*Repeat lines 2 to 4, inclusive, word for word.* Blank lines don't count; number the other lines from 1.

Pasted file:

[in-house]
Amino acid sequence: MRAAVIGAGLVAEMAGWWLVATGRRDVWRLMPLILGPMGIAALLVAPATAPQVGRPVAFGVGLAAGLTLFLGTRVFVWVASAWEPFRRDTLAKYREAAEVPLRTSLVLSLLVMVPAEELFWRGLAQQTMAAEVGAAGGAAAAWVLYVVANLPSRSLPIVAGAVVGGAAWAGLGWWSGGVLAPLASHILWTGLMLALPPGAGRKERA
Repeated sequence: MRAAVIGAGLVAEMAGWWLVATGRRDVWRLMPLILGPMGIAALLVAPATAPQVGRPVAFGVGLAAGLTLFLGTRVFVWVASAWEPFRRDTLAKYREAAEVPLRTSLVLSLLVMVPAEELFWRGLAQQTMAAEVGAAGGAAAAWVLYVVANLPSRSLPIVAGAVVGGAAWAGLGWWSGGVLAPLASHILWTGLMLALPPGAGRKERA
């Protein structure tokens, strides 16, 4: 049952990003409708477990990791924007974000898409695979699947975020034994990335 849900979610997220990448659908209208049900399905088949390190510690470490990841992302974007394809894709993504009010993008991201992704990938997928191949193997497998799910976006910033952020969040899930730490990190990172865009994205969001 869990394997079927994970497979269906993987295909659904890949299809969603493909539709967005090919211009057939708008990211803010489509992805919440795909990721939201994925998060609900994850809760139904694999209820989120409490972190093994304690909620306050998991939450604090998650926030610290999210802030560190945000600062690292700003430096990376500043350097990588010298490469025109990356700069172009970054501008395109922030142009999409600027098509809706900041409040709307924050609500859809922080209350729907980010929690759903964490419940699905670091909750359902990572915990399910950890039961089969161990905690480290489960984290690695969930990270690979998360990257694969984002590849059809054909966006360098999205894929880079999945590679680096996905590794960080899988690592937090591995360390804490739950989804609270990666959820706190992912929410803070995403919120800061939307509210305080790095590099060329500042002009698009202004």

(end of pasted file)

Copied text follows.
Amino acid sequence: MRAAVIGAGLVAEMAGWWLVATGRRDVWRLMPLILGPMGIAALLVAPATAPQVGRPVAFGVGLAAGLTLFLGTRVFVWVASAWEPFRRDTLAKYREAAEVPLRTSLVLSLLVMVPAEELFWRGLAQQTMAAEVGAAGGAAAAWVLYVVANLPSRSLPIVAGAVVGGAAWAGLGWWSGGVLAPLASHILWTGLMLALPPGAGRKERA
Repeated sequence: MRAAVIGAGLVAEMAGWWLVATGRRDVWRLMPLILGPMGIAALLVAPATAPQVGRPVAFGVGLAAGLTLFLGTRVFVWVASAWEPFRRDTLAKYREAAEVPLRTSLVLSLLVMVPAEELFWRGLAQQTMAAEVGAAGGAAAAWVLYVVANLPSRSLPIVAGAVVGGAAWAGLGWWSGGVLAPLASHILWTGLMLALPPGAGRKERA
């Protein structure tokens, strides 16, 4: 049952990003409708477990990791924007974000898409695979699947975020034994990335 849900979610997220990448659908209208049900399905088949390190510690470490990841992302974007394809894709993504009010993008991201992704990938997928191949193997497998799910976006910033952020969040899930730490990190990172865009994205969001 869990394997079927994970497979269906993987295909659904890949299809969603493909539709967005090919211009057939708008990211803010489509992805919440795909990721939201994925998060609900994850809760139904694999209820989120409490972190093994304690909620306050998991939450604090998650926030610290999210802030560190945000600062690292700003430096990376500043350097990588010298490469025109990356700069172009970054501008395109922030142009999409600027098509809706900041409040709307924050609500859809922080209350729907980010929690759903964490419940699905670091909750359902990572915990399910950890039961089969161990905690480290489960984290690695969930990270690979998360990257694969984002590849059809054909966006360098999205894929880079999945590679680096996905590794960080899988690592937090591995360390804490739950989804609270990666959820706190992912929410803070995403919120800061939307509210305080790095590099060329500042002009698009202004």